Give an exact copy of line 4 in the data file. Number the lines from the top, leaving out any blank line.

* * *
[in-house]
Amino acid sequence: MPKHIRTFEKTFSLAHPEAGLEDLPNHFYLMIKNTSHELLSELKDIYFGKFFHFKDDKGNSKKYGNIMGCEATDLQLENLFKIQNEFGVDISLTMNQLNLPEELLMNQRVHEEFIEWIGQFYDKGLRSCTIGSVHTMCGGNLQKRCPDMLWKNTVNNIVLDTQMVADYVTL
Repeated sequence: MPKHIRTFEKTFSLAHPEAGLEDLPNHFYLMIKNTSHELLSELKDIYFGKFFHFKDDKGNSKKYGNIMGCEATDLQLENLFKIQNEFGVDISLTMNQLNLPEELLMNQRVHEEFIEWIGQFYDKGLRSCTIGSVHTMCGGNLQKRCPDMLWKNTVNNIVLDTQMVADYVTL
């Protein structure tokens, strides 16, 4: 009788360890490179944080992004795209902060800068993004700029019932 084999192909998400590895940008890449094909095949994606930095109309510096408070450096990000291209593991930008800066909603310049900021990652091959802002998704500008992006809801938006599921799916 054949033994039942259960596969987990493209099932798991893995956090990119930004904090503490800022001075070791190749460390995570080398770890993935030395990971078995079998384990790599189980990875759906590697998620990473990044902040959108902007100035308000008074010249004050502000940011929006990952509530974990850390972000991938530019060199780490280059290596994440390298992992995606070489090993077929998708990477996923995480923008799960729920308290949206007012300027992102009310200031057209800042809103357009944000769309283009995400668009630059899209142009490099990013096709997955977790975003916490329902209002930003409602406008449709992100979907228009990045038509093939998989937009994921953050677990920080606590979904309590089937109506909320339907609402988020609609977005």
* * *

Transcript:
């Protein structure tokens, strides 16, 4: 009788360890490179944080992004795209902060800068993004700029019932 084999192909998400590895940008890449094909095949994606930095109309510096408070450096990000291209593991930008800066909603310049900021990652091959802002998704500008992006809801938006599921799916 054949033994039942259960596969987990493209099932798991893995956090990119930004904090503490800022001075070791190749460390995570080398770890993935030395990971078995079998384990790599189980990875759906590697998620990473990044902040959108902007100035308000008074010249004050502000940011929006990952509530974990850390972000991938530019060199780490280059290596994440390298992992995606070489090993077929998708990477996923995480923008799960729920308290949206007012300027992102009310200031057209800042809103357009944000769309283009995400668009630059899209142009490099990013096709997955977790975003916490329902209002930003409602406008449709992100979907228009990045038509093939998989937009994921953050677990920080606590979904309590089937109506909320339907609402988020609609977005």